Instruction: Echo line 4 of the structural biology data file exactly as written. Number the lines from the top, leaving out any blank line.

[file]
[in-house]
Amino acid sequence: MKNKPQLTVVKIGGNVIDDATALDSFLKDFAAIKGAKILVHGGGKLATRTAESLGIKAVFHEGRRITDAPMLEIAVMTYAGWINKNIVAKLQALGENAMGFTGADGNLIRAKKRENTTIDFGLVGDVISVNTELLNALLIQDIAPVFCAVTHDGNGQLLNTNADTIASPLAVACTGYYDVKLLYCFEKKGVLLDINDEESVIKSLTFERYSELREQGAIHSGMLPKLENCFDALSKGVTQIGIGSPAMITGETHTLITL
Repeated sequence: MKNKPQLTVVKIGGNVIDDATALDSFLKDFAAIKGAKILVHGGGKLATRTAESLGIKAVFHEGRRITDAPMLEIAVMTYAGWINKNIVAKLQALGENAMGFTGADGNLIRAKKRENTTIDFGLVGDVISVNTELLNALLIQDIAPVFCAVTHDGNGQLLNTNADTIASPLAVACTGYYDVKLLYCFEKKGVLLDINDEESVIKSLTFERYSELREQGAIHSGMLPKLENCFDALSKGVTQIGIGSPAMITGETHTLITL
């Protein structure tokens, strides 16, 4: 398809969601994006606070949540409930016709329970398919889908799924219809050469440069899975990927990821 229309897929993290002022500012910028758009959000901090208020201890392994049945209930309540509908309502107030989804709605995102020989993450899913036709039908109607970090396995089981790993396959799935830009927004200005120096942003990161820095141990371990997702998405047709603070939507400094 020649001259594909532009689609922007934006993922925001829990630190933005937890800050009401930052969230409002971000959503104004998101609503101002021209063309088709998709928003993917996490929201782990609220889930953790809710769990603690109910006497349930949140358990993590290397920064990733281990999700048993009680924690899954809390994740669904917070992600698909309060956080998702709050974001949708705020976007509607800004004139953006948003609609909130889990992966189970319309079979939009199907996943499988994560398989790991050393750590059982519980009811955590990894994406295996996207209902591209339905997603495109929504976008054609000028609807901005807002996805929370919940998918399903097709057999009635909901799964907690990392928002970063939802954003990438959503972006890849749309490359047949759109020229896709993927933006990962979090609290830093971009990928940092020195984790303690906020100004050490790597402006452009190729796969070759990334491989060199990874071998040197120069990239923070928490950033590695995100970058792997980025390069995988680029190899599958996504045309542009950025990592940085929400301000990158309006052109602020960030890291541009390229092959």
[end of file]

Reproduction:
């Protein structure tokens, strides 16, 4: 398809969601994006606070949540409930016709329970398919889908799924219809050469440069899975990927990821 229309897929993290002022500012910028758009959000901090208020201890392994049945209930309540509908309502107030989804709605995102020989993450899913036709039908109607970090396995089981790993396959799935830009927004200005120096942003990161820095141990371990997702998405047709603070939507400094 020649001259594909532009689609922007934006993922925001829990630190933005937890800050009401930052969230409002971000959503104004998101609503101002021209063309088709998709928003993917996490929201782990609220889930953790809710769990603690109910006497349930949140358990993590290397920064990733281990999700048993009680924690899954809390994740669904917070992600698909309060956080998702709050974001949708705020976007509607800004004139953006948003609609909130889990992966189970319309079979939009199907996943499988994560398989790991050393750590059982519980009811955590990894994406295996996207209902591209339905997603495109929504976008054609000028609807901005807002996805929370919940998918399903097709057999009635909901799964907690990392928002970063939802954003990438959503972006890849749309490359047949759109020229896709993927933006990962979090609290830093971009990928940092020195984790303690906020100004050490790597402006452009190729796969070759990334491989060199990874071998040197120069990239923070928490950033590695995100970058792997980025390069995988680029190899599958996504045309542009950025990592940085929400301000990158309006052109602020960030890291541009390229092959």